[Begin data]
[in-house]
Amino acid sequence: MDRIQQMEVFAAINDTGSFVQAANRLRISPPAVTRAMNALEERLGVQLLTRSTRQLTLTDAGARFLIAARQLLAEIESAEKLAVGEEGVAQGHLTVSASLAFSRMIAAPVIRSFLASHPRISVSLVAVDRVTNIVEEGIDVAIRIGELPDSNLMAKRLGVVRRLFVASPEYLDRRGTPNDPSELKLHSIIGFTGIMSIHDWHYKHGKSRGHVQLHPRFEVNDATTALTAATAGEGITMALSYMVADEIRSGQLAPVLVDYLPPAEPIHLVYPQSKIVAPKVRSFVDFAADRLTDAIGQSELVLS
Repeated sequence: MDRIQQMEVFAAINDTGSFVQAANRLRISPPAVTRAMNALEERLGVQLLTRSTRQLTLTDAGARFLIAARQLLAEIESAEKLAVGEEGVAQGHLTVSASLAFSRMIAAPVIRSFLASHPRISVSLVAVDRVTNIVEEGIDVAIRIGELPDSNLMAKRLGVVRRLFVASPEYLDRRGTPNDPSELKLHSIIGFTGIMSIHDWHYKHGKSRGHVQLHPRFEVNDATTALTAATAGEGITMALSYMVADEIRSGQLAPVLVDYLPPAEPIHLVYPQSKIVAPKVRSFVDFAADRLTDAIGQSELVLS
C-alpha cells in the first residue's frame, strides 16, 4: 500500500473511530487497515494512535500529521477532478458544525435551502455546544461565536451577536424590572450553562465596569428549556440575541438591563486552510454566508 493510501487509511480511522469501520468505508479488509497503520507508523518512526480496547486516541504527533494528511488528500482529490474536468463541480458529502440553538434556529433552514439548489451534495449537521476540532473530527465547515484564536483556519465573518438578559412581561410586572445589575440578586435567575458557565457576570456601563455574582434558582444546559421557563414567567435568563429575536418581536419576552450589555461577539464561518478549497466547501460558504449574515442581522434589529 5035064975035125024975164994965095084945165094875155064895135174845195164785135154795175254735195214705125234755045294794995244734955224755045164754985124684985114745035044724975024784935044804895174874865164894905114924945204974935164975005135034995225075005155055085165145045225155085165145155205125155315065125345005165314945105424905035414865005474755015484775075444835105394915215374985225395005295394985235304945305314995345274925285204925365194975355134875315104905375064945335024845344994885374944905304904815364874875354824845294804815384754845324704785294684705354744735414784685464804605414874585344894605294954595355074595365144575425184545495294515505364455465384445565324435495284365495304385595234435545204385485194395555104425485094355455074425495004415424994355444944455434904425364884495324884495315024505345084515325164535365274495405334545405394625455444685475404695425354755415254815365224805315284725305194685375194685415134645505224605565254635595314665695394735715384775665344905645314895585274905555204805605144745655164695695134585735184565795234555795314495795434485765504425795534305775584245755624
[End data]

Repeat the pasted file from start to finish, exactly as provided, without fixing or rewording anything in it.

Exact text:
[in-house]
Amino acid sequence: MDRIQQMEVFAAINDTGSFVQAANRLRISPPAVTRAMNALEERLGVQLLTRSTRQLTLTDAGARFLIAARQLLAEIESAEKLAVGEEGVAQGHLTVSASLAFSRMIAAPVIRSFLASHPRISVSLVAVDRVTNIVEEGIDVAIRIGELPDSNLMAKRLGVVRRLFVASPEYLDRRGTPNDPSELKLHSIIGFTGIMSIHDWHYKHGKSRGHVQLHPRFEVNDATTALTAATAGEGITMALSYMVADEIRSGQLAPVLVDYLPPAEPIHLVYPQSKIVAPKVRSFVDFAADRLTDAIGQSELVLS
Repeated sequence: MDRIQQMEVFAAINDTGSFVQAANRLRISPPAVTRAMNALEERLGVQLLTRSTRQLTLTDAGARFLIAARQLLAEIESAEKLAVGEEGVAQGHLTVSASLAFSRMIAAPVIRSFLASHPRISVSLVAVDRVTNIVEEGIDVAIRIGELPDSNLMAKRLGVVRRLFVASPEYLDRRGTPNDPSELKLHSIIGFTGIMSIHDWHYKHGKSRGHVQLHPRFEVNDATTALTAATAGEGITMALSYMVADEIRSGQLAPVLVDYLPPAEPIHLVYPQSKIVAPKVRSFVDFAADRLTDAIGQSELVLS
C-alpha cells in the first residue's frame, strides 16, 4: 500500500473511530487497515494512535500529521477532478458544525435551502455546544461565536451577536424590572450553562465596569428549556440575541438591563486552510454566508 493510501487509511480511522469501520468505508479488509497503520507508523518512526480496547486516541504527533494528511488528500482529490474536468463541480458529502440553538434556529433552514439548489451534495449537521476540532473530527465547515484564536483556519465573518438578559412581561410586572445589575440578586435567575458557565457576570456601563455574582434558582444546559421557563414567567435568563429575536418581536419576552450589555461577539464561518478549497466547501460558504449574515442581522434589529 5035064975035125024975164994965095084945165094875155064895135174845195164785135154795175254735195214705125234755045294794995244734955224755045164754985124684985114745035044724975024784935044804895174874865164894905114924945204974935164975005135034995225075005155055085165145045225155085165145155205125155315065125345005165314945105424905035414865005474755015484775075444835105394915215374985225395005295394985235304945305314995345274925285204925365194975355134875315104905375064945335024845344994885374944905304904815364874875354824845294804815384754845324704785294684705354744735414784685464804605414874585344894605294954595355074595365144575425184545495294515505364455465384445565324435495284365495304385595234435545204385485194395555104425485094355455074425495004415424994355444944455434904425364884495324884495315024505345084515325164535365274495405334545405394625455444685475404695425354755415254815365224805315284725305194685375194685415134645505224605565254635595314665695394735715384775665344905645314895585274905555204805605144745655164695695134585735184565795234555795314495795434485765504425795534305775584245755624